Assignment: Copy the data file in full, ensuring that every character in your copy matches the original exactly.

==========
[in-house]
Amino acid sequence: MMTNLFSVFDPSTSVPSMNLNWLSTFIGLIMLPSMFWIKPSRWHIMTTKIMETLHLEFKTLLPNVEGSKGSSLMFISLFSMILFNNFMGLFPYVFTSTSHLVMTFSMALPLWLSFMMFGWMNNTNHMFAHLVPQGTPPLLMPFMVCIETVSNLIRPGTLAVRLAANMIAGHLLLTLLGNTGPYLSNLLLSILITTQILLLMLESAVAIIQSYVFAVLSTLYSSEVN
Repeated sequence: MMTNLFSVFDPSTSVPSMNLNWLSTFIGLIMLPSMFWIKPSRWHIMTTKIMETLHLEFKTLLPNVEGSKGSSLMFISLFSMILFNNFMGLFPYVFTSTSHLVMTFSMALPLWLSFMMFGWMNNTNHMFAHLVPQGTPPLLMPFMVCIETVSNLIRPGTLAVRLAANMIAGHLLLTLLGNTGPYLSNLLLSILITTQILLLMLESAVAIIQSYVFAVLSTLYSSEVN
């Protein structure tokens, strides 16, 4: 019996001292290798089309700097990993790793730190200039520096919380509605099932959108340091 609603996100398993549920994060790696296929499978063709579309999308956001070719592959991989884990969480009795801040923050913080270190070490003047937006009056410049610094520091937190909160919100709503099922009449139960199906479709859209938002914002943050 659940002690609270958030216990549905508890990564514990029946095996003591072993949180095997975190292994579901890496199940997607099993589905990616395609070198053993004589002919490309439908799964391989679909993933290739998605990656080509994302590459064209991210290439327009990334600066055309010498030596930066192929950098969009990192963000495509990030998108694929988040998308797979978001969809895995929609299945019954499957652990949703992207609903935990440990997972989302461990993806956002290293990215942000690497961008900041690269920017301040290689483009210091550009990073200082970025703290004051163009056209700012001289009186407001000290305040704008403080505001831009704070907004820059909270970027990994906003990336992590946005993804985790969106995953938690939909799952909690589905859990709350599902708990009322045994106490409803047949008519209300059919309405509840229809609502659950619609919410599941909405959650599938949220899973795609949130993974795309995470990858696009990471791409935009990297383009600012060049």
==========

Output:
[in-house]
Amino acid sequence: MMTNLFSVFDPSTSVPSMNLNWLSTFIGLIMLPSMFWIKPSRWHIMTTKIMETLHLEFKTLLPNVEGSKGSSLMFISLFSMILFNNFMGLFPYVFTSTSHLVMTFSMALPLWLSFMMFGWMNNTNHMFAHLVPQGTPPLLMPFMVCIETVSNLIRPGTLAVRLAANMIAGHLLLTLLGNTGPYLSNLLLSILITTQILLLMLESAVAIIQSYVFAVLSTLYSSEVN
Repeated sequence: MMTNLFSVFDPSTSVPSMNLNWLSTFIGLIMLPSMFWIKPSRWHIMTTKIMETLHLEFKTLLPNVEGSKGSSLMFISLFSMILFNNFMGLFPYVFTSTSHLVMTFSMALPLWLSFMMFGWMNNTNHMFAHLVPQGTPPLLMPFMVCIETVSNLIRPGTLAVRLAANMIAGHLLLTLLGNTGPYLSNLLLSILITTQILLLMLESAVAIIQSYVFAVLSTLYSSEVN
């Protein structure tokens, strides 16, 4: 019996001292290798089309700097990993790793730190200039520096919380509605099932959108340091 609603996100398993549920994060790696296929499978063709579309999308956001070719592959991989884990969480009795801040923050913080270190070490003047937006009056410049610094520091937190909160919100709503099922009449139960199906479709859209938002914002943050 659940002690609270958030216990549905508890990564514990029946095996003591072993949180095997975190292994579901890496199940997607099993589905990616395609070198053993004589002919490309439908799964391989679909993933290739998605990656080509994302590459064209991210290439327009990334600066055309010498030596930066192929950098969009990192963000495509990030998108694929988040998308797979978001969809895995929609299945019954499957652990949703992207609903935990440990997972989302461990993806956002290293990215942000690497961008900041690269920017301040290689483009210091550009990073200082970025703290004051163009056209700012001289009186407001000290305040704008403080505001831009704070907004820059909270970027990994906003990336992590946005993804985790969106995953938690939909799952909690589905859990709350599902708990009322045994106490409803047949008519209300059919309405509840229809609502659950619609919410599941909405959650599938949220899973795609949130993974795309995470990858696009990471791409935009990297383009600012060049």